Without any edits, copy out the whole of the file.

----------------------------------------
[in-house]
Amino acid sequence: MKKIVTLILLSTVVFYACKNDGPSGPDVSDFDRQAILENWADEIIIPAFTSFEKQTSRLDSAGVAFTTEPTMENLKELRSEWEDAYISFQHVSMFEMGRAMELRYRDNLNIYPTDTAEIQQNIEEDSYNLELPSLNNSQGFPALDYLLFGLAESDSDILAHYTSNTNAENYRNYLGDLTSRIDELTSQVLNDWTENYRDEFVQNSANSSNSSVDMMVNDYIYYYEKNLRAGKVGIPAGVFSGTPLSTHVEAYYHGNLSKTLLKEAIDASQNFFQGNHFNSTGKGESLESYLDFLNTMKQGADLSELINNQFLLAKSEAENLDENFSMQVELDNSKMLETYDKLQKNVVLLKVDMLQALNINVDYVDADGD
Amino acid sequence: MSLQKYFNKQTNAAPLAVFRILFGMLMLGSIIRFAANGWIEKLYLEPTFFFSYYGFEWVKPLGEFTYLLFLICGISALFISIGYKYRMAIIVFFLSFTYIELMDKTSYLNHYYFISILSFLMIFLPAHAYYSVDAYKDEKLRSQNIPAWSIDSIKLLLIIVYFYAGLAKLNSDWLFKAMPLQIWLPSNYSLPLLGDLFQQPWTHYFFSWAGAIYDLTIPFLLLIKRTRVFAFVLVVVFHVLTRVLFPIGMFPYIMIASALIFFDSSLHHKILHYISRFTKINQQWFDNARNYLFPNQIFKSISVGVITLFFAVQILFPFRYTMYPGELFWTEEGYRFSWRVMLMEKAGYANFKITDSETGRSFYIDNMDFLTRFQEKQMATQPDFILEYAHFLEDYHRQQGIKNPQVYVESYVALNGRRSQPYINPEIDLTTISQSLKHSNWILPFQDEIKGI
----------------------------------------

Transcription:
[in-house]
Amino acid sequence: MKKIVTLILLSTVVFYACKNDGPSGPDVSDFDRQAILENWADEIIIPAFTSFEKQTSRLDSAGVAFTTEPTMENLKELRSEWEDAYISFQHVSMFEMGRAMELRYRDNLNIYPTDTAEIQQNIEEDSYNLELPSLNNSQGFPALDYLLFGLAESDSDILAHYTSNTNAENYRNYLGDLTSRIDELTSQVLNDWTENYRDEFVQNSANSSNSSVDMMVNDYIYYYEKNLRAGKVGIPAGVFSGTPLSTHVEAYYHGNLSKTLLKEAIDASQNFFQGNHFNSTGKGESLESYLDFLNTMKQGADLSELINNQFLLAKSEAENLDENFSMQVELDNSKMLETYDKLQKNVVLLKVDMLQALNINVDYVDADGD
Amino acid sequence: MSLQKYFNKQTNAAPLAVFRILFGMLMLGSIIRFAANGWIEKLYLEPTFFFSYYGFEWVKPLGEFTYLLFLICGISALFISIGYKYRMAIIVFFLSFTYIELMDKTSYLNHYYFISILSFLMIFLPAHAYYSVDAYKDEKLRSQNIPAWSIDSIKLLLIIVYFYAGLAKLNSDWLFKAMPLQIWLPSNYSLPLLGDLFQQPWTHYFFSWAGAIYDLTIPFLLLIKRTRVFAFVLVVVFHVLTRVLFPIGMFPYIMIASALIFFDSSLHHKILHYISRFTKINQQWFDNARNYLFPNQIFKSISVGVITLFFAVQILFPFRYTMYPGELFWTEEGYRFSWRVMLMEKAGYANFKITDSETGRSFYIDNMDFLTRFQEKQMATQPDFILEYAHFLEDYHRQQGIKNPQVYVESYVALNGRRSQPYINPEIDLTTISQSLKHSNWILPFQDEIKGI